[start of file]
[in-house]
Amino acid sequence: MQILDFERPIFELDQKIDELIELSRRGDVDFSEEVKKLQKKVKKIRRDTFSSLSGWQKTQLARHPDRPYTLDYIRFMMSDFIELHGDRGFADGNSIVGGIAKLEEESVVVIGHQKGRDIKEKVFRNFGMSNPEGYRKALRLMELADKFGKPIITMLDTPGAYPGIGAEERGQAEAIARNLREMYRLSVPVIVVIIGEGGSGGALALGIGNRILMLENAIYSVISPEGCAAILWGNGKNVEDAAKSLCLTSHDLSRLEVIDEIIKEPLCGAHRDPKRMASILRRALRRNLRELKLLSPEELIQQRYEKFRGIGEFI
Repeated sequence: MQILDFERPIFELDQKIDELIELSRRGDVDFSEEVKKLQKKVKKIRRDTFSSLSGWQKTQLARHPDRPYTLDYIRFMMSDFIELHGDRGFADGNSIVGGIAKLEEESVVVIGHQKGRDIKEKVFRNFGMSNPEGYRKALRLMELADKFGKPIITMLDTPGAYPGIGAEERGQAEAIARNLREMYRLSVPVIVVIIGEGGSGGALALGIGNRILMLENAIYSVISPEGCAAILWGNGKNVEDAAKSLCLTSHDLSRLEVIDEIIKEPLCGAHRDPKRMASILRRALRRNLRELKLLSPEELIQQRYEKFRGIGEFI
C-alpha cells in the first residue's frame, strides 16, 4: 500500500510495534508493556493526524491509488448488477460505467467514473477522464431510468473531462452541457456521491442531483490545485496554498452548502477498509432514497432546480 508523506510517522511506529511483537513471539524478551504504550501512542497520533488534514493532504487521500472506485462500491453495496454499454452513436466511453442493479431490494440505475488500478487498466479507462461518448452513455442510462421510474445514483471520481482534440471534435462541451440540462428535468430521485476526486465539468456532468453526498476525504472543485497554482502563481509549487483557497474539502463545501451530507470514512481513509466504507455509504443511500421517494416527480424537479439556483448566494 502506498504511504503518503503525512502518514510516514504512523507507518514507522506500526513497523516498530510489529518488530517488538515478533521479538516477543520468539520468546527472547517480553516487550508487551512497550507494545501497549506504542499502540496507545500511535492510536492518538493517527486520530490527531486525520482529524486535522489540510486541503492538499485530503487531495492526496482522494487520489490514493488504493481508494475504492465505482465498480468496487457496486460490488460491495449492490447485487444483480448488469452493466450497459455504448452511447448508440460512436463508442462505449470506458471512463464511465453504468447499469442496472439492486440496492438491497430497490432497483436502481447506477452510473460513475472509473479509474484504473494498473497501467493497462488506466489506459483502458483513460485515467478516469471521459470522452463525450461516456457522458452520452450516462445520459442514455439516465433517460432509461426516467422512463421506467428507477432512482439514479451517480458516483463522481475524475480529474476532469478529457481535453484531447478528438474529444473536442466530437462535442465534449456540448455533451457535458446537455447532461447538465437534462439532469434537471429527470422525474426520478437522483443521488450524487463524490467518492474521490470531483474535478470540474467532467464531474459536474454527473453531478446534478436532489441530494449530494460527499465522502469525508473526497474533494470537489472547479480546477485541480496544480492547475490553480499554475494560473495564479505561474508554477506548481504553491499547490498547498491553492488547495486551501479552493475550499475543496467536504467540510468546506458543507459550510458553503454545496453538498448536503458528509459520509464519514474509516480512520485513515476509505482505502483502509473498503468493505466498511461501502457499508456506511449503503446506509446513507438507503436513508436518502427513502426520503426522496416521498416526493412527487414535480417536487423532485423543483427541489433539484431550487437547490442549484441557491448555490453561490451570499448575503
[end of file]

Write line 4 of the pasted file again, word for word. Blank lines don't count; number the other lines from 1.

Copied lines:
C-alpha cells in the first residue's frame, strides 16, 4: 500500500510495534508493556493526524491509488448488477460505467467514473477522464431510468473531462452541457456521491442531483490545485496554498452548502477498509432514497432546480 508523506510517522511506529511483537513471539524478551504504550501512542497520533488534514493532504487521500472506485462500491453495496454499454452513436466511453442493479431490494440505475488500478487498466479507462461518448452513455442510462421510474445514483471520481482534440471534435462541451440540462428535468430521485476526486465539468456532468453526498476525504472543485497554482502563481509549487483557497474539502463545501451530507470514512481513509466504507455509504443511500421517494416527480424537479439556483448566494 502506498504511504503518503503525512502518514510516514504512523507507518514507522506500526513497523516498530510489529518488530517488538515478533521479538516477543520468539520468546527472547517480553516487550508487551512497550507494545501497549506504542499502540496507545500511535492510536492518538493517527486520530490527531486525520482529524486535522489540510486541503492538499485530503487531495492526496482522494487520489490514493488504493481508494475504492465505482465498480468496487457496486460490488460491495449492490447485487444483480448488469452493466450497459455504448452511447448508440460512436463508442462505449470506458471512463464511465453504468447499469442496472439492486440496492438491497430497490432497483436502481447506477452510473460513475472509473479509474484504473494498473497501467493497462488506466489506459483502458483513460485515467478516469471521459470522452463525450461516456457522458452520452450516462445520459442514455439516465433517460432509461426516467422512463421506467428507477432512482439514479451517480458516483463522481475524475480529474476532469478529457481535453484531447478528438474529444473536442466530437462535442465534449456540448455533451457535458446537455447532461447538465437534462439532469434537471429527470422525474426520478437522483443521488450524487463524490467518492474521490470531483474535478470540474467532467464531474459536474454527473453531478446534478436532489441530494449530494460527499465522502469525508473526497474533494470537489472547479480546477485541480496544480492547475490553480499554475494560473495564479505561474508554477506548481504553491499547490498547498491553492488547495486551501479552493475550499475543496467536504467540510468546506458543507459550510458553503454545496453538498448536503458528509459520509464519514474509516480512520485513515476509505482505502483502509473498503468493505466498511461501502457499508456506511449503503446506509446513507438507503436513508436518502427513502426520503426522496416521498416526493412527487414535480417536487423532485423543483427541489433539484431550487437547490442549484441557491448555490453561490451570499448575503